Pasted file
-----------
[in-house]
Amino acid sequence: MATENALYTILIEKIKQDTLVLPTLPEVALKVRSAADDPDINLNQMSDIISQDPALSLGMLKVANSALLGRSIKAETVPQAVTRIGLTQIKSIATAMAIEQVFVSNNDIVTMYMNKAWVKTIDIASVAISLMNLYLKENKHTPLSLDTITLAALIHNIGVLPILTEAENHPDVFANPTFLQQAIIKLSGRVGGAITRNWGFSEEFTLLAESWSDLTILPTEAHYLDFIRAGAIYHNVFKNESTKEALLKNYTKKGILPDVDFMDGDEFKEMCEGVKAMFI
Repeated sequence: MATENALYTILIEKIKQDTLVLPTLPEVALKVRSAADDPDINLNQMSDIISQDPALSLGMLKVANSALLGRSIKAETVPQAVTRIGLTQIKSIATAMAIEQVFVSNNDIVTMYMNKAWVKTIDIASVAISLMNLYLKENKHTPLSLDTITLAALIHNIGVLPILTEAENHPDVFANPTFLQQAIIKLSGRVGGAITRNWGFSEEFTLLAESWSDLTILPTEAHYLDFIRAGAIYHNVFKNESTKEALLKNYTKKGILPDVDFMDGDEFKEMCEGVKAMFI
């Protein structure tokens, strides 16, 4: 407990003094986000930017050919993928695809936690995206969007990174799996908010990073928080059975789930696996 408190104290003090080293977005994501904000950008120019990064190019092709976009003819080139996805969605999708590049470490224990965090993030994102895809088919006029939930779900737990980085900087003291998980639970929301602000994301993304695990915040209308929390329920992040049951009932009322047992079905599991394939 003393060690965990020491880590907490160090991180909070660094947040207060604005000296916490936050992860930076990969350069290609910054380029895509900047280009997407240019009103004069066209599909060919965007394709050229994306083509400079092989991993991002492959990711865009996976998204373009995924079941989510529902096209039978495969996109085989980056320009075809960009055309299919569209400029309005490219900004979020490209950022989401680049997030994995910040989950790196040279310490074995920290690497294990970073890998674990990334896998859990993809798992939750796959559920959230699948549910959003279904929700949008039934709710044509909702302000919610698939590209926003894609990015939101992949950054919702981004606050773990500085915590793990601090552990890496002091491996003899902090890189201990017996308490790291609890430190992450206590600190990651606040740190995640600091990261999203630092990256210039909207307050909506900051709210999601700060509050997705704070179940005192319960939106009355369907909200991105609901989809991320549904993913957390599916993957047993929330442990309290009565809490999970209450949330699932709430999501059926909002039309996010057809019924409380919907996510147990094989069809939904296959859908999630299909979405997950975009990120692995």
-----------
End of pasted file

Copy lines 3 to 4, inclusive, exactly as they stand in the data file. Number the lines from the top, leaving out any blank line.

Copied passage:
Repeated sequence: MATENALYTILIEKIKQDTLVLPTLPEVALKVRSAADDPDINLNQMSDIISQDPALSLGMLKVANSALLGRSIKAETVPQAVTRIGLTQIKSIATAMAIEQVFVSNNDIVTMYMNKAWVKTIDIASVAISLMNLYLKENKHTPLSLDTITLAALIHNIGVLPILTEAENHPDVFANPTFLQQAIIKLSGRVGGAITRNWGFSEEFTLLAESWSDLTILPTEAHYLDFIRAGAIYHNVFKNESTKEALLKNYTKKGILPDVDFMDGDEFKEMCEGVKAMFI
């Protein structure tokens, strides 16, 4: 407990003094986000930017050919993928695809936690995206969007990174799996908010990073928080059975789930696996 408190104290003090080293977005994501904000950008120019990064190019092709976009003819080139996805969605999708590049470490224990965090993030994102895809088919006029939930779900737990980085900087003291998980639970929301602000994301993304695990915040209308929390329920992040049951009932009322047992079905599991394939 003393060690965990020491880590907490160090991180909070660094947040207060604005000296916490936050992860930076990969350069290609910054380029895509900047280009997407240019009103004069066209599909060919965007394709050229994306083509400079092989991993991002492959990711865009996976998204373009995924079941989510529902096209039978495969996109085989980056320009075809960009055309299919569209400029309005490219900004979020490209950022989401680049997030994995910040989950790196040279310490074995920290690497294990970073890998674990990334896998859990993809798992939750796959559920959230699948549910959003279904929700949008039934709710044509909702302000919610698939590209926003894609990015939101992949950054919702981004606050773990500085915590793990601090552990890496002091491996003899902090890189201990017996308490790291609890430190992450206590600190990651606040740190995640600091990261999203630092990256210039909207307050909506900051709210999601700060509050997705704070179940005192319960939106009355369907909200991105609901989809991320549904993913957390599916993957047993929330442990309290009565809490999970209450949330699932709430999501059926909002039309996010057809019924409380919907996510147990094989069809939904296959859908999630299909979405997950975009990120692995």